Afghan interpreter tried to run down Marines, official says
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REPORTING FROM KABUL, AFGHANISTAN -- An Afghan interpreter who breached the security perimeter at a southern Afghanistan airbase Wednesday tried to run over a squad of U.S. Marines assembled to meet Defense Secretary Leon E. Panetta’s plane, an American military official said.
The man, who worked for Western troops but has not been named, died early Thursday because of extensive burns, Army Lt. Gen. Curtis Scaparrotti told reporters.
After the incident, U.S. officials initially said it wasn’t clear whether it was a premeditated attack.
But Scaparrotti said Thursday he believed that the interpreter, who died before he could be questioned, was carrying out an attack when he stole a pickup, drove onto the runway ramp as Panetta’s plane was landing, and emerged from his vehicle in flames.
The incident is the latest attempt to attack Americans by Afghans in the military or working for the coalition since the accidental burning of Korans last month by U.S. soldiers.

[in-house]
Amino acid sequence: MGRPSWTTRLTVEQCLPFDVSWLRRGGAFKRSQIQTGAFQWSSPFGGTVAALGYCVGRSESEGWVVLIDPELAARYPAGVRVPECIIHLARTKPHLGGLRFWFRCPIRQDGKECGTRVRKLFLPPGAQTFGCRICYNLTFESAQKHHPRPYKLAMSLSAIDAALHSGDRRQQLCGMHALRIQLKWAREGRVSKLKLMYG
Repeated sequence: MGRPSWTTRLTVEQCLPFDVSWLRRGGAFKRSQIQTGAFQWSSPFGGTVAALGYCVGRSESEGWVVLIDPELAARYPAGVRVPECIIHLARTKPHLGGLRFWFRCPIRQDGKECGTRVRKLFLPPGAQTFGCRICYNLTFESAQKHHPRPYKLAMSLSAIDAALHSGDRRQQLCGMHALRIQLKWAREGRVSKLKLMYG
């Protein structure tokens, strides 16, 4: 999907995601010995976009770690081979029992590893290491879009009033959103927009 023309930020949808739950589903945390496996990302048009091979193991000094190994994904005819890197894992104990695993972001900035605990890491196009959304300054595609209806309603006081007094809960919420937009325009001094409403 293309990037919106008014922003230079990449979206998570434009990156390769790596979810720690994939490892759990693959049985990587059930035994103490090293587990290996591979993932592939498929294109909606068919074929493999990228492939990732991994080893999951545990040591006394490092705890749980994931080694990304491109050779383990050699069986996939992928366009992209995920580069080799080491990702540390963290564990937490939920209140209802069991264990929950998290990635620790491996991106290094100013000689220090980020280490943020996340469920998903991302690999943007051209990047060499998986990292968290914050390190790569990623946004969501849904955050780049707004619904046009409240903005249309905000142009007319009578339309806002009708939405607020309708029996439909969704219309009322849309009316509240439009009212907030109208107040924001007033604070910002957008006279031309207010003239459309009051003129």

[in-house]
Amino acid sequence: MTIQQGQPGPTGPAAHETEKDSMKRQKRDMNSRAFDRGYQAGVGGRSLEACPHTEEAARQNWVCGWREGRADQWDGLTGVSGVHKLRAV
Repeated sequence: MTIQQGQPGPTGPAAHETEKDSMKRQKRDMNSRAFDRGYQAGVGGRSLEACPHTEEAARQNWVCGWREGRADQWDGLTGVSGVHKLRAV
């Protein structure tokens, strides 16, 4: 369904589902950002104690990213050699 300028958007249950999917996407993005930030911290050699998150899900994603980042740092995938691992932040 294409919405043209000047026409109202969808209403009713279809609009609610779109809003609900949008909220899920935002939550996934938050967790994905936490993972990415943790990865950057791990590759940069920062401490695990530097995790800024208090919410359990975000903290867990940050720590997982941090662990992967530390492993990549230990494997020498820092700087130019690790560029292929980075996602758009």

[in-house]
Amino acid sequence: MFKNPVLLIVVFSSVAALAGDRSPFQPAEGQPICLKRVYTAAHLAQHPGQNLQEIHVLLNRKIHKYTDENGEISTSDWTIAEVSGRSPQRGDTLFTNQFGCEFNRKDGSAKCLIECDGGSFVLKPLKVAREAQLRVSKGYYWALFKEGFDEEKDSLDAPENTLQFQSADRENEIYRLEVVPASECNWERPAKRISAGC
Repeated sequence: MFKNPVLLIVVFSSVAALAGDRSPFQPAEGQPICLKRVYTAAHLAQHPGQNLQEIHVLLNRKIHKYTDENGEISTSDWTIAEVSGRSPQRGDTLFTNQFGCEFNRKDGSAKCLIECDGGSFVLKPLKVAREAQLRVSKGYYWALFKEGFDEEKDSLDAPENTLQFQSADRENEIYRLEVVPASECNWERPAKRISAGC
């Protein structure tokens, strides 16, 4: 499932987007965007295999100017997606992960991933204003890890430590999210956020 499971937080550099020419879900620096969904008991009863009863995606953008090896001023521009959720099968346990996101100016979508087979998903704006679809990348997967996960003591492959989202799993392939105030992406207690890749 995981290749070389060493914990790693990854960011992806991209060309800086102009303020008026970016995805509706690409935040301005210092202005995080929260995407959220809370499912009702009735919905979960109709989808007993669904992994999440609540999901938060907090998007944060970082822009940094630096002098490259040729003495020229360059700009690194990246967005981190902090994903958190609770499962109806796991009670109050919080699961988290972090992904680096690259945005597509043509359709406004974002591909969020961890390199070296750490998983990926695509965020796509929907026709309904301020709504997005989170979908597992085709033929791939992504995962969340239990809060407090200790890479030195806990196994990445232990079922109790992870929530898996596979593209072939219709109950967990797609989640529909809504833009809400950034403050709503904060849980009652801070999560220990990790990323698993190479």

‘My personal opinion is yes, I think he had an intent to harm. I think he tried to hit people,’ Scaparrotti said at a news conference with reporters traveling with Panetta. The Defense secretary met Thursday with President Hamid Karzai in the capital.
Scaparrotti added that there was no evidence that the attack was aimed at Panetta’s plane. But the timing of the incident suggested that the attacker may have intended to target the plane’s arrival at the airbase, whether or not he knew Panetta was aboard.
The driver was carrying a canister containing some kind of fuel that he appeared to have ignited after the car ran into a ditch following his attempt to run over the Marines, Scaparrotti said.
‘There was some kind of container. It may have had fuel in it in the car,’ he said.
The man stole the truck on the base, injuring a British soldier in the process, officials said.
[Updated, 4:31 a.m. March 15: A military dog was slightly burned ‘in pursuit and the restraint of the driver,’ a military official said.]
Aides to Panetta withheld public news about the incident for nine hours Wednesday and insisted Panetta was never in danger.
-- David S. Cloud